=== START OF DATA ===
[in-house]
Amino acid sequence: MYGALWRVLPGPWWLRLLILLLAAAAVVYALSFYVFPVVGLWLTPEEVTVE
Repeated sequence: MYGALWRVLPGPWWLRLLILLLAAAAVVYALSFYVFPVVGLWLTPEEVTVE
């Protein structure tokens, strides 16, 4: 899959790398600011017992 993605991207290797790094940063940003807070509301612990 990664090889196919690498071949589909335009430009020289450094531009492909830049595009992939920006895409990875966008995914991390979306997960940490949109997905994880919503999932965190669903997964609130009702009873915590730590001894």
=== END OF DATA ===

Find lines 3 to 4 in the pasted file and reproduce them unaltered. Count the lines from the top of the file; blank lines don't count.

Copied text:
Repeated sequence: MYGALWRVLPGPWWLRLLILLLAAAAVVYALSFYVFPVVGLWLTPEEVTVE
């Protein structure tokens, strides 16, 4: 899959790398600011017992 993605991207290797790094940063940003807070509301612990 990664090889196919690498071949589909335009430009020289450094531009492909830049595009992939920006895409990875966008995914991390979306997960940490949109997905994880919503999932965190669903997964609130009702009873915590730590001894």